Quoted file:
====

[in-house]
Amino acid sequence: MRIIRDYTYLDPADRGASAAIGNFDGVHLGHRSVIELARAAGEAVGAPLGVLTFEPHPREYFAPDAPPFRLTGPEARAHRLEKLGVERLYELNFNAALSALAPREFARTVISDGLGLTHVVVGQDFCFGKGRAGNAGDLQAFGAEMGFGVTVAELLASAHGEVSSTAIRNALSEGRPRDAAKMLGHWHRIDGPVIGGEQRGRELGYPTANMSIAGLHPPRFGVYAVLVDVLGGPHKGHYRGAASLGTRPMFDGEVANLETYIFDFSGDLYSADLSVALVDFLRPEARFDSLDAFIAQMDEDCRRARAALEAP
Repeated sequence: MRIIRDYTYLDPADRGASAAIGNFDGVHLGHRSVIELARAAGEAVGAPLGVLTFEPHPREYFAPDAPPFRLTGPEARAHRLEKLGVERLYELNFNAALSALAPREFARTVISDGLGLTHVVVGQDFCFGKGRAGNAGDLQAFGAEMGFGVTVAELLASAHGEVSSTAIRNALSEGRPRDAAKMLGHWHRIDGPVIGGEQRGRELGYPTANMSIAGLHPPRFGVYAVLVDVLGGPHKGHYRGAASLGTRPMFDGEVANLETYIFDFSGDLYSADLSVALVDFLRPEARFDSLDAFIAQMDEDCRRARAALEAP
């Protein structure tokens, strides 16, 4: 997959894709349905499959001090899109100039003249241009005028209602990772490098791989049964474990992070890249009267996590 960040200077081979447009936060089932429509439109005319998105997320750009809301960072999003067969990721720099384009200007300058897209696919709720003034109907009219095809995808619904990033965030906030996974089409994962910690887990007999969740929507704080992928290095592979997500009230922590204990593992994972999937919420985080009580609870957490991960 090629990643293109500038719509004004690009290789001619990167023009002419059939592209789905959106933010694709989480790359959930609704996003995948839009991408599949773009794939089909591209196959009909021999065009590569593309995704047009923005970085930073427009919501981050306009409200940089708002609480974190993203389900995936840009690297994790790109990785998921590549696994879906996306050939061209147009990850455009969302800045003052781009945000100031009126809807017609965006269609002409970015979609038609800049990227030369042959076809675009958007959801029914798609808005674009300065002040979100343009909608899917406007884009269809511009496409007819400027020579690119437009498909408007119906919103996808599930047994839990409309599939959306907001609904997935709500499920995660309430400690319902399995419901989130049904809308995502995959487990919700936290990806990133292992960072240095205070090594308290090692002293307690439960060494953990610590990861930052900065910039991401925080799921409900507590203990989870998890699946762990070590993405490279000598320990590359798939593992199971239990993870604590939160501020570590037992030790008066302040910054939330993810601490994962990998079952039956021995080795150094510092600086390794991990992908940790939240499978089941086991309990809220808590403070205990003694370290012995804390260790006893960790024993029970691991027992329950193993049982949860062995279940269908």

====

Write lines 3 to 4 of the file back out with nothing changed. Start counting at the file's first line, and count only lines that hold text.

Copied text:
Repeated sequence: MRIIRDYTYLDPADRGASAAIGNFDGVHLGHRSVIELARAAGEAVGAPLGVLTFEPHPREYFAPDAPPFRLTGPEARAHRLEKLGVERLYELNFNAALSALAPREFARTVISDGLGLTHVVVGQDFCFGKGRAGNAGDLQAFGAEMGFGVTVAELLASAHGEVSSTAIRNALSEGRPRDAAKMLGHWHRIDGPVIGGEQRGRELGYPTANMSIAGLHPPRFGVYAVLVDVLGGPHKGHYRGAASLGTRPMFDGEVANLETYIFDFSGDLYSADLSVALVDFLRPEARFDSLDAFIAQMDEDCRRARAALEAP
């Protein structure tokens, strides 16, 4: 997959894709349905499959001090899109100039003249241009005028209602990772490098791989049964474990992070890249009267996590 960040200077081979447009936060089932429509439109005319998105997320750009809301960072999003067969990721720099384009200007300058897209696919709720003034109907009219095809995808619904990033965030906030996974089409994962910690887990007999969740929507704080992928290095592979997500009230922590204990593992994972999937919420985080009580609870957490991960 090629990643293109500038719509004004690009290789001619990167023009002419059939592209789905959106933010694709989480790359959930609704996003995948839009991408599949773009794939089909591209196959009909021999065009590569593309995704047009923005970085930073427009919501981050306009409200940089708002609480974190993203389900995936840009690297994790790109990785998921590549696994879906996306050939061209147009990850455009969302800045003052781009945000100031009126809807017609965006269609002409970015979609038609800049990227030369042959076809675009958007959801029914798609808005674009300065002040979100343009909608899917406007884009269809511009496409007819400027020579690119437009498909408007119906919103996808599930047994839990409309599939959306907001609904997935709500499920995660309430400690319902399995419901989130049904809308995502995959487990919700936290990806990133292992960072240095205070090594308290090692002293307690439960060494953990610590990861930052900065910039991401925080799921409900507590203990989870998890699946762990070590993405490279000598320990590359798939593992199971239990993870604590939160501020570590037992030790008066302040910054939330993810601490994962990998079952039956021995080795150094510092600086390794991990992908940790939240499978089941086991309990809220808590403070205990003694370290012995804390260790006893960790024993029970691991027992329950193993049982949860062995279940269908």